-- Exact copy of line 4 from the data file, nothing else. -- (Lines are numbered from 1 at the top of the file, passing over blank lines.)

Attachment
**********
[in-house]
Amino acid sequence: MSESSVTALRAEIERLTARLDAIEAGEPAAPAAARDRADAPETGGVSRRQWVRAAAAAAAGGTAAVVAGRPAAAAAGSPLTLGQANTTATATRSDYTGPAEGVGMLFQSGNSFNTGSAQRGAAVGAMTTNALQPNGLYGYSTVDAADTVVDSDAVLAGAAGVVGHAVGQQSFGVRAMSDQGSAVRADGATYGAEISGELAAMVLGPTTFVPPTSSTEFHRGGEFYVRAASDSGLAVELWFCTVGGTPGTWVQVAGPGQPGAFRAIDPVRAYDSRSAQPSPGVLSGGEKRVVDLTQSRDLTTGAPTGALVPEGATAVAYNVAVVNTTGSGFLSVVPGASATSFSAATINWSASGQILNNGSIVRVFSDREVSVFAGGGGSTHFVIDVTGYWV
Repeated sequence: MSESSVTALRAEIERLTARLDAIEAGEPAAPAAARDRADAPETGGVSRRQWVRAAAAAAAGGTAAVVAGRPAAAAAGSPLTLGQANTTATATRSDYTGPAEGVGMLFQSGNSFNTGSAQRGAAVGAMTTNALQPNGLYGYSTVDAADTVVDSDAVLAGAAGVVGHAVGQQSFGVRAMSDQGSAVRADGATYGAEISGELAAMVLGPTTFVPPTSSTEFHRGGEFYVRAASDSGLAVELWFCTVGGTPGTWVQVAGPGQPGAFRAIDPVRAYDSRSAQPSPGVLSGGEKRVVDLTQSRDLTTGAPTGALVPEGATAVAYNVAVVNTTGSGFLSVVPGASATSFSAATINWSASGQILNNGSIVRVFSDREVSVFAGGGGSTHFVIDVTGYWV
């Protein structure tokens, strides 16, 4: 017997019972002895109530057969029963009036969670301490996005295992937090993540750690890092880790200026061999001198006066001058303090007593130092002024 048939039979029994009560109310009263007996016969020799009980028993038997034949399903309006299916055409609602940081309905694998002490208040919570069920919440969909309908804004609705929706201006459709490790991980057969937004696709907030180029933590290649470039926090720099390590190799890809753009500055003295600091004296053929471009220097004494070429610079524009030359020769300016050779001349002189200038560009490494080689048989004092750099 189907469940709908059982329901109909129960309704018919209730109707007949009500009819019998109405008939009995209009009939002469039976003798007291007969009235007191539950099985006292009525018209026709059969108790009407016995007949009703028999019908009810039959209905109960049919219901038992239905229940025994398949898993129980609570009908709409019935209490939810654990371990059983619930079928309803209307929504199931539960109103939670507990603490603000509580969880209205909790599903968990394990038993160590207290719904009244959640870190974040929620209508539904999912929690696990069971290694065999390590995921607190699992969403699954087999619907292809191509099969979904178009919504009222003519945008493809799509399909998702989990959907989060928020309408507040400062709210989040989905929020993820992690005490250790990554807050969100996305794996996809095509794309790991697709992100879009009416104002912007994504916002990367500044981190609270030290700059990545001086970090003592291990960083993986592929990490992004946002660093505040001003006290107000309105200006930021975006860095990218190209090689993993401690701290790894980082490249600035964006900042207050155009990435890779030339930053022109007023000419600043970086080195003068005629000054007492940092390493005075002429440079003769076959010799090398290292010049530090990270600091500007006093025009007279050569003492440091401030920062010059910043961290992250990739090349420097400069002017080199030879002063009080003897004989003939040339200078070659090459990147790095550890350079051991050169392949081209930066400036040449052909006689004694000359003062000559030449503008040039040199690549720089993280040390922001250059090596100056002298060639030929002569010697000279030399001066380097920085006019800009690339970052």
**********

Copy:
């Protein structure tokens, strides 16, 4: 017997019972002895109530057969029963009036969670301490996005295992937090993540750690890092880790200026061999001198006066001058303090007593130092002024 048939039979029994009560109310009263007996016969020799009980028993038997034949399903309006299916055409609602940081309905694998002490208040919570069920919440969909309908804004609705929706201006459709490790991980057969937004696709907030180029933590290649470039926090720099390590190799890809753009500055003295600091004296053929471009220097004494070429610079524009030359020769300016050779001349002189200038560009490494080689048989004092750099 189907469940709908059982329901109909129960309704018919209730109707007949009500009819019998109405008939009995209009009939002469039976003798007291007969009235007191539950099985006292009525018209026709059969108790009407016995007949009703028999019908009810039959209905109960049919219901038992239905229940025994398949898993129980609570009908709409019935209490939810654990371990059983619930079928309803209307929504199931539960109103939670507990603490603000509580969880209205909790599903968990394990038993160590207290719904009244959640870190974040929620209508539904999912929690696990069971290694065999390590995921607190699992969403699954087999619907292809191509099969979904178009919504009222003519945008493809799509399909998702989990959907989060928020309408507040400062709210989040989905929020993820992690005490250790990554807050969100996305794996996809095509794309790991697709992100879009009416104002912007994504916002990367500044981190609270030290700059990545001086970090003592291990960083993986592929990490992004946002660093505040001003006290107000309105200006930021975006860095990218190209090689993993401690701290790894980082490249600035964006900042207050155009990435890779030339930053022109007023000419600043970086080195003068005629000054007492940092390493005075002429440079003769076959010799090398290292010049530090990270600091500007006093025009007279050569003492440091401030920062010059910043961290992250990739090349420097400069002017080199030879002063009080003897004989003939040339200078070659090459990147790095550890350079051991050169392949081209930066400036040449052909006689004694000359003062000559030449503008040039040199690549720089993280040390922001250059090596100056002298060639030929002569010697000279030399001066380097920085006019800009690339970052």